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Is the gap between promoted clubs and the rest of the Premier League getting bigger?

Before Saturday, the three promoted sides to the Premier League had managed three points between them out of a possible 48, which poses the question, is the gap getting too big, and will it continue to keep on getting bigger? 

Sheffield United 0 Newcastle United 8 is a scoreline which underlines the gulf in quality between the newly promoted sides and the top 10 clubs.

The financial gulf started in 2008, when Manchester City got taken over by Sheikh Mansour, City would spend £60 million on players, and it would snowball from there. By 2023, Manchester City had spent £1.57 billion, signing anyone they want. With the transfer market becoming more and more inflated rapidly, multiple clubs, Manchester United, Chelsea and Arsenal all spending over £150 million+ on players in multiple transfer windows for a few years, the gap slowly started to become bigger and bigger,

“Staying there is the hardest part, the gulf in quality they are coming up against is massive. Teams going up and staying there would be a massive benefit to the championship and for Championship managers” says Ryan Lowe, Preston North End manager, who has the club up in third in the championship, battling teams like Leicester who came down with massive parachute payments.

The difference in TV money between the Championship and the Premier League is staggering, £330 million compared to £2.3 billion.

Therefore, creating even more of a gap for teams like Rotherham and QPR in the Championship, very similar to the Premier League with the teams like Leicester, Leeds and Southampton and the parachute payments coming down. So for teams like QPR, Rotherham, It’s hard for them to stay and build in the championship each year.

Gareth Ainsworth the QPR Manager whose team is 22nd in the league said “Unless you spend loads of money to guarantee staying up and even then, it doesn’t guarantee safety, why would a chairman do that? What if it doesn’t work, it’s a massive gamble, and the gulf is just going to get even bigger with the cash in that league.”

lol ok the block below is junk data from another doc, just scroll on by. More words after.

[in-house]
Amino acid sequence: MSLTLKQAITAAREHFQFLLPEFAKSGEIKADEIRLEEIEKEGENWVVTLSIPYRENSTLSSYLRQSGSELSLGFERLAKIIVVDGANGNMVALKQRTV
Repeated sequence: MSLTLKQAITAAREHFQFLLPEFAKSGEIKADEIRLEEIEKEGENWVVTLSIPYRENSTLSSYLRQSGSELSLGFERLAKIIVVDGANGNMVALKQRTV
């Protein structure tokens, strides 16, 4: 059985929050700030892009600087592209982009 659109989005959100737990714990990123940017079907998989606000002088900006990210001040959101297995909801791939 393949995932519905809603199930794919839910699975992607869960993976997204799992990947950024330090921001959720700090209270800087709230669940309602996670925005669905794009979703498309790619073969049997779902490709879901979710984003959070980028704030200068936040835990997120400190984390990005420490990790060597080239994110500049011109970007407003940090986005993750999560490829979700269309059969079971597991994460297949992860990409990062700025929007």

Burnley who won the championship last season, spent over £90 million on players and are still miles away from teams like Fulham and Crystal Palace, let alone teams in the top half of the Premier League, which shows unless you have a unbelievably good manager or you get lucky, your going to struggle to stay up.

Teams like Brighton, Aston Villa, Brentford all improving and signing international quality players like Diary, Ansu Fati etc making it even harder for the promoted clubs to get results as now there is more quality from a variety of teams, not just six or seven.

Marco Silva Fulham manager said “it’s hard and becoming harder. In my opinion the gap is getting bigger partly because the premier league is so competitive on and off the pitch. What everyone is saying about the three promoted clubs, the same was said last season and all three survived, it’s too early.” Fulham managed to secure a 10th placed finish last season, with Nottingham Forest and Bournemouth all staying up.

What can be done to stop the gap getting bigger?

The streaming platform, DAZN was understood to be keen on a long-term deal with the EFL for at least five years. DAZN Felt the EFL is “underexposed”, with some clubs in League 1 and 2 never featuring on television, the partnership could have helped close the gap with the Premier League, However the deal fell through, and despite bidding for the tv rights, the EFL have confirmed Sky Sports are the “preferred bidder”. Going forward the gap will only get bigger, with the prices for players going up and up by every transfer window, teams will spend more on players, and even with the payments teams receive from getting promoted it won’t be enough, very soon the gap from the bottom three to midtable will be increasing.

With the amount of money being pumped into football nowadays don’t be surprised to see the gap between promoted clubs and the top 10 clubs in the premier league increase even more, Leicester winning the premier league again and unless clubs are willing to spend a lot of money, clubs will keep on struggling, might not effect teams like Leicester, Leeds or Southampton when they come back up, but teams like Luton, and any nearly promoted side will struggle to even get results against Crystal Palace, Fulham and Nottingham Forest, let alone getting enough points throughout the course of the season to stay up and try and build on the past season. It will get to a point where all three promoted teams will be relegated with 7 or 8 games to go, as the gap continues to get bigger.

What do you think?